Having a house that is frequently colder than you like can be a sign of many different things, and not all of them may be related to your furnace. In fact, some have nothing to do with your furnace at all. Before you call a furnace repair technician, rule out the following.
Open Doors and Drafty Windows
A vast amount of your heat can slip out an open door or a window that is not properly closed. Worse still, a lot of cold air from outside can seep in. Always check your doors to make sure they are closed all the way. Check for drafts around the edges of the doors. If they are drafty, consider replacing them or finding a way to seal them against the cold (e.g., rubber gaskets as edging). Check all of your windows. The storm glass should be drawn down to prevent the cold from going through the screens (if applicable) and then through the frames and creases of your windows. If you have any drafty areas after you have slid the storm glass panes down into position, use weather stripping and window plastic to seal the windows to keep more heat inside.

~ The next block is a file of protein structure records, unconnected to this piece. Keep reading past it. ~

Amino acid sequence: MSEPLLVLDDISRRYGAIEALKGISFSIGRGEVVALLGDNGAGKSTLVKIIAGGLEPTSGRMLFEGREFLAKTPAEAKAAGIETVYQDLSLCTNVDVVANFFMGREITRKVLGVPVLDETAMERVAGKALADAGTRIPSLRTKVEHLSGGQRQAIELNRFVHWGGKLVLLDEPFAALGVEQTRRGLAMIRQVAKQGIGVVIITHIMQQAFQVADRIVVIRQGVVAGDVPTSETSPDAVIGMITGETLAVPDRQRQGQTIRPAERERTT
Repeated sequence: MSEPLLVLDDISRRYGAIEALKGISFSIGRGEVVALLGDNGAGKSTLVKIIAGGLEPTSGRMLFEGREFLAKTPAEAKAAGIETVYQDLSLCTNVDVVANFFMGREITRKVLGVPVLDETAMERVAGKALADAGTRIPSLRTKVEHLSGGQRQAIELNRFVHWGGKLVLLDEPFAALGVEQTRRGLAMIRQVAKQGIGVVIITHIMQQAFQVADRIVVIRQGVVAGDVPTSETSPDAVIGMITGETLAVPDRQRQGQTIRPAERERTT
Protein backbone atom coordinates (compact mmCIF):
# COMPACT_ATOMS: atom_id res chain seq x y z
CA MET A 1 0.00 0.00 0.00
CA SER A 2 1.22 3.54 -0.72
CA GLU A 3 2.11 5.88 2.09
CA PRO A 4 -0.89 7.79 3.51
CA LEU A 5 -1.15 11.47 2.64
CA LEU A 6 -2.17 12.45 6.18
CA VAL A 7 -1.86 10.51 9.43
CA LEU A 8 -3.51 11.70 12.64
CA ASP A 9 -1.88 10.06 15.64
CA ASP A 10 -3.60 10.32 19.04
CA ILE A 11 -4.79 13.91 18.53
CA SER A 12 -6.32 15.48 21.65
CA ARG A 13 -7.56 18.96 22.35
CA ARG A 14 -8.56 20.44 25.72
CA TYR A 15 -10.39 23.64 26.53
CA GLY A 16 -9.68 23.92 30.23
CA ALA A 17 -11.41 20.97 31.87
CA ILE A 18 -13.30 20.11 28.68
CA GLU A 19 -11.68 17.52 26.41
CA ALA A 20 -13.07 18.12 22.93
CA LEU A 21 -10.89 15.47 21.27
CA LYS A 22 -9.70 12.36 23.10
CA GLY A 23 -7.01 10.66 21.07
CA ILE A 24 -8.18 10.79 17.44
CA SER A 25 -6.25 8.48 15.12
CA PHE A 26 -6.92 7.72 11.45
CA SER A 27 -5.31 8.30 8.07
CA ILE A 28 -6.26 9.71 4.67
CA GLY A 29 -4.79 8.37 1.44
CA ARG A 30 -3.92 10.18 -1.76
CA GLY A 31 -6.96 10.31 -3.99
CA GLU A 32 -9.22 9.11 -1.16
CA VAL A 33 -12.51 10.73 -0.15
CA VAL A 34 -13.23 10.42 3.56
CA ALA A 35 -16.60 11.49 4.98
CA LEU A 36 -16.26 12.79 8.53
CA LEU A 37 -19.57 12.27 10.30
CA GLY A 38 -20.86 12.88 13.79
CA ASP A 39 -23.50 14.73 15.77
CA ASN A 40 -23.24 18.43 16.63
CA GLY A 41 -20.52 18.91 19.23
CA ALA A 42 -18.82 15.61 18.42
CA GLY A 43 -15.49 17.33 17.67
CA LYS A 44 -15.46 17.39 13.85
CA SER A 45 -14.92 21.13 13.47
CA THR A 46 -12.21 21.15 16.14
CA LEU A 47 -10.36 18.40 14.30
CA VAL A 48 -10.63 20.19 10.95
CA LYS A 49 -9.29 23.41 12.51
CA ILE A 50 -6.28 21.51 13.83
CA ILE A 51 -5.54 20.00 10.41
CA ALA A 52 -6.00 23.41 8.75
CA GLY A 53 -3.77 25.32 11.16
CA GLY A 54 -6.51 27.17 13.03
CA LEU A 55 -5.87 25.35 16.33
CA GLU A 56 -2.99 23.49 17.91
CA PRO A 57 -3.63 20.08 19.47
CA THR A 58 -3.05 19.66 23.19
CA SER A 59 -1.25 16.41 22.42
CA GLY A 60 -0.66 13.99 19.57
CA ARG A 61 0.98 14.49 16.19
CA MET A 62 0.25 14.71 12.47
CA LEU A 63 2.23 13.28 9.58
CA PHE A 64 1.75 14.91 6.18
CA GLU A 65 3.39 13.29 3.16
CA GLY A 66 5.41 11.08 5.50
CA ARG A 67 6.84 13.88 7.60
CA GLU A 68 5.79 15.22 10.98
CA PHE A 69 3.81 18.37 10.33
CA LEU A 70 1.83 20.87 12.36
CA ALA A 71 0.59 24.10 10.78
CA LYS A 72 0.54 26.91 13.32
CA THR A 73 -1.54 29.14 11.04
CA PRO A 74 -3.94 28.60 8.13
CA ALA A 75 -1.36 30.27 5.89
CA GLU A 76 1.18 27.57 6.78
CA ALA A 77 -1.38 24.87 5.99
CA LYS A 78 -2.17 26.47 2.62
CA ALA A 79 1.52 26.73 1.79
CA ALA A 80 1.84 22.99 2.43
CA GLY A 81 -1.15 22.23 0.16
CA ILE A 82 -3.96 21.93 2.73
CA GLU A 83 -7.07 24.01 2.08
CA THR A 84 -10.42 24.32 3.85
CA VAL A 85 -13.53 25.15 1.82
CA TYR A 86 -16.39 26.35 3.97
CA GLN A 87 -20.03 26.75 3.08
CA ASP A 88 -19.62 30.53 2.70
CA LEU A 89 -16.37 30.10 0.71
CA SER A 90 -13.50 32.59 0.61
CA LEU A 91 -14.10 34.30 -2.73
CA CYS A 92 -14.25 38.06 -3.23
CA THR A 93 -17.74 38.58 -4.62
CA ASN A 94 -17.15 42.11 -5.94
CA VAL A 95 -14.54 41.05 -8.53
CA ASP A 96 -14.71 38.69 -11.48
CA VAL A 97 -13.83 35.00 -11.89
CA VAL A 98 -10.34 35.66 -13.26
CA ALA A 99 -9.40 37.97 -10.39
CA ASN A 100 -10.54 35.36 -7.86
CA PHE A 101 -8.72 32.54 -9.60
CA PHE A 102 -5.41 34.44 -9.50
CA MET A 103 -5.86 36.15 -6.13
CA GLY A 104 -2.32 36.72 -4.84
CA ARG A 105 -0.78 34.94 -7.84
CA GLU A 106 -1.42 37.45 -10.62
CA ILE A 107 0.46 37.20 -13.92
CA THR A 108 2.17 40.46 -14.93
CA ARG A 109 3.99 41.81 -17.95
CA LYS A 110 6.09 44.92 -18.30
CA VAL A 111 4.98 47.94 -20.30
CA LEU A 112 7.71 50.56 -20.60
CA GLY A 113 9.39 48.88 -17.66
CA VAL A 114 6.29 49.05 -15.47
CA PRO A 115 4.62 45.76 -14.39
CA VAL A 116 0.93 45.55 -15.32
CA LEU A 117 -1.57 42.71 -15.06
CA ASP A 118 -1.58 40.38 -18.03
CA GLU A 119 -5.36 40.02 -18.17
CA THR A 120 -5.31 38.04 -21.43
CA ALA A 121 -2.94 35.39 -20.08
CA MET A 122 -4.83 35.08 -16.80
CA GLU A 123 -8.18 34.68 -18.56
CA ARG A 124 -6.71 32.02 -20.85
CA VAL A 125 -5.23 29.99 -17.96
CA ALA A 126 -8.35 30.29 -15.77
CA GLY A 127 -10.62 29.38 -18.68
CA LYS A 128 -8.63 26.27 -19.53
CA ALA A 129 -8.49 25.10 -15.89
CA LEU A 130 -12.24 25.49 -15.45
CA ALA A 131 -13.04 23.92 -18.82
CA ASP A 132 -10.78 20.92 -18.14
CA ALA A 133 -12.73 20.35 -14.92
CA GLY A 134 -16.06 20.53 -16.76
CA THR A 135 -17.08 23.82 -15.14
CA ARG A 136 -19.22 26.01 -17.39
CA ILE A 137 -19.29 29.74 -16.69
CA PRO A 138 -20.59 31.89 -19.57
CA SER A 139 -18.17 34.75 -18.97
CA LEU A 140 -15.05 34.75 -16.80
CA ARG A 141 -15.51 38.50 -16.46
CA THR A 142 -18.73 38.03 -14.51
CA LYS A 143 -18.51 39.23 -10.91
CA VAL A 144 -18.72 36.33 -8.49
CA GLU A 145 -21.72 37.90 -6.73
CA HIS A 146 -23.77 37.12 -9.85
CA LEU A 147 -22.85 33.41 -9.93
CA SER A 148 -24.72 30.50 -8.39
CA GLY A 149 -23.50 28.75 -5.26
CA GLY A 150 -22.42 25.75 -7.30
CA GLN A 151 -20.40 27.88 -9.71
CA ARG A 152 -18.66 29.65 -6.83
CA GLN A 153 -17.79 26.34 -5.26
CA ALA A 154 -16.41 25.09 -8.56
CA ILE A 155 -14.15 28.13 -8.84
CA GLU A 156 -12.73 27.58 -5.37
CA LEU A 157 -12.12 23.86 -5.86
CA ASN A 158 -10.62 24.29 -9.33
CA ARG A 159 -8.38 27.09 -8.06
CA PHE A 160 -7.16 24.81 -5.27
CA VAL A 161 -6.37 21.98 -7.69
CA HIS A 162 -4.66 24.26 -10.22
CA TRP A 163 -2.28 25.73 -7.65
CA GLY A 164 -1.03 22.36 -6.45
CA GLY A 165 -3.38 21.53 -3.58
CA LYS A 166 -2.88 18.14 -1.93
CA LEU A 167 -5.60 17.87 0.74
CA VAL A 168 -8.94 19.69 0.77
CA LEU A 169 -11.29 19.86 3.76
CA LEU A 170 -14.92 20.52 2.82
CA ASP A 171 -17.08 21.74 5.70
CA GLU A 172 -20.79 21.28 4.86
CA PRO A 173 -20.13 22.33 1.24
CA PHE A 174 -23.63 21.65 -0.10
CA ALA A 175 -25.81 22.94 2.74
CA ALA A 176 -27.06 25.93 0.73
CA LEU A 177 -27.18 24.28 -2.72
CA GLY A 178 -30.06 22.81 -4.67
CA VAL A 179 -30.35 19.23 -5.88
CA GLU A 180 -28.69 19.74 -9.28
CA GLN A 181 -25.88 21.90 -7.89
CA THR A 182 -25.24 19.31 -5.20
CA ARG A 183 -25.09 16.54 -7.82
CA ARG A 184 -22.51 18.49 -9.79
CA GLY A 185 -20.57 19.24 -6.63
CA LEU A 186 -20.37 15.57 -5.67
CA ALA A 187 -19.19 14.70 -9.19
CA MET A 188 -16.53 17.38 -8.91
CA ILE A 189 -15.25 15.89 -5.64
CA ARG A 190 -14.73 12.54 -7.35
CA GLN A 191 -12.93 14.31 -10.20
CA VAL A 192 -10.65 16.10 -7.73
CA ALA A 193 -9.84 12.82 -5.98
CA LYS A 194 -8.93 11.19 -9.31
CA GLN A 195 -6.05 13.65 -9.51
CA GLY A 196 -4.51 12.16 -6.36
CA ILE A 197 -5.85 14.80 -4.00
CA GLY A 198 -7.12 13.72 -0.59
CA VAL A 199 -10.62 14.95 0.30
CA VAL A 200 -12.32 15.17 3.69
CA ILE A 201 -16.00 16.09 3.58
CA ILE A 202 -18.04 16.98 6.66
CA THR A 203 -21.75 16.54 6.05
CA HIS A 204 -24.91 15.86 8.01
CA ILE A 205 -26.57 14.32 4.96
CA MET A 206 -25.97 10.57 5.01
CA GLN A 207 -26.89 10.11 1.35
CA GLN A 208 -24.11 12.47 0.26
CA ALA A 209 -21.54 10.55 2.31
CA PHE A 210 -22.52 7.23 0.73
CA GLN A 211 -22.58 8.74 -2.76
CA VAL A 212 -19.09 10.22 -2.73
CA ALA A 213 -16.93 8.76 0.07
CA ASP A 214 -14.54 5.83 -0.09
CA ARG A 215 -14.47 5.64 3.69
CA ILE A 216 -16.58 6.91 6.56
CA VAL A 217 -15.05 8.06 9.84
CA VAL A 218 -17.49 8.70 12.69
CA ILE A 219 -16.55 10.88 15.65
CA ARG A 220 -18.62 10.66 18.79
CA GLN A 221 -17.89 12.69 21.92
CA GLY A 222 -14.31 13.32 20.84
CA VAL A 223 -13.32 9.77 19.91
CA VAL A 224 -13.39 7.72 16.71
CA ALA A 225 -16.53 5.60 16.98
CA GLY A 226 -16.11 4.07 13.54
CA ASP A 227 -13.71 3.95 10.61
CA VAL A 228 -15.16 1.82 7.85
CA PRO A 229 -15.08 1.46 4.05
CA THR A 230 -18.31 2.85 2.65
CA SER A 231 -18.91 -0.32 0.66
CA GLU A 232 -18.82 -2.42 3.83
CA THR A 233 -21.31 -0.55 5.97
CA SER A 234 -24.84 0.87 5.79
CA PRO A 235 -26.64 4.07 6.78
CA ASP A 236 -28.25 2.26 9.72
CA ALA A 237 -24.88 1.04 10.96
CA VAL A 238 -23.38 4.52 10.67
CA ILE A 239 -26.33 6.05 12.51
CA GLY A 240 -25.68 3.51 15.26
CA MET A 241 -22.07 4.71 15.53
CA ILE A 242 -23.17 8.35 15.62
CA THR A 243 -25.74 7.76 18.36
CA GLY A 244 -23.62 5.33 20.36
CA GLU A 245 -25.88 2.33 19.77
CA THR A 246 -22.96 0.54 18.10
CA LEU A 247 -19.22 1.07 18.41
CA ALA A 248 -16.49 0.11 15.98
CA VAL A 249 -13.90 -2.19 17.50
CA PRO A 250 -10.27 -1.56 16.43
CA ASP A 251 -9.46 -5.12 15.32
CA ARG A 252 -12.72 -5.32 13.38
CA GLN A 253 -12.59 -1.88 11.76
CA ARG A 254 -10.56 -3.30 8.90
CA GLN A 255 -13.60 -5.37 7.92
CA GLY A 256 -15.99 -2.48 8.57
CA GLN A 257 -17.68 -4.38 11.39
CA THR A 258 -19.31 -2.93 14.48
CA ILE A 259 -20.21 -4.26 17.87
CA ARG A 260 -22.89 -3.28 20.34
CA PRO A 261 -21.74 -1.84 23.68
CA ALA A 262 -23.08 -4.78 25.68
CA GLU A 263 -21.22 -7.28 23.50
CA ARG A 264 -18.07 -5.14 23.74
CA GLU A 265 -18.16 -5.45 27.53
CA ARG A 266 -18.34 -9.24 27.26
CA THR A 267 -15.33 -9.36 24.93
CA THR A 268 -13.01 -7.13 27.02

Make Sure You Are Not Experiencing High Blood Pressure, Hormonal Shifts, or a Thyroid Condition
It sounds weird, but different health conditions can affect how you perceive warmth in your home too. If you know that you do not have high blood pressure (which can cause fluctuations in body temperature), a thyroid condition (which controls your body's ability to regulate temperature), or mid-life hormonal changes, then you can examine the furnace a little closer. Knowing that no personal medical condition is responsible for the cold you feel in your home reaffirms that the problem is most likely with your furnace.
Now Call the Furnace Repair Technician
If you have ruled out all of the above, you can call the repair technician with confidence. If the technician puts any questions to you regarding what you think the problem is, you can answer by letting them know what is not the problem. Then the repair technician can start from there, checking everything from the ignition button to the electric circuit board to the fuel (if applicable). The thermostat may need to be checked as well, so make sure the technician can get to the thermostat without having to push things aside or squeeze past tight spaces.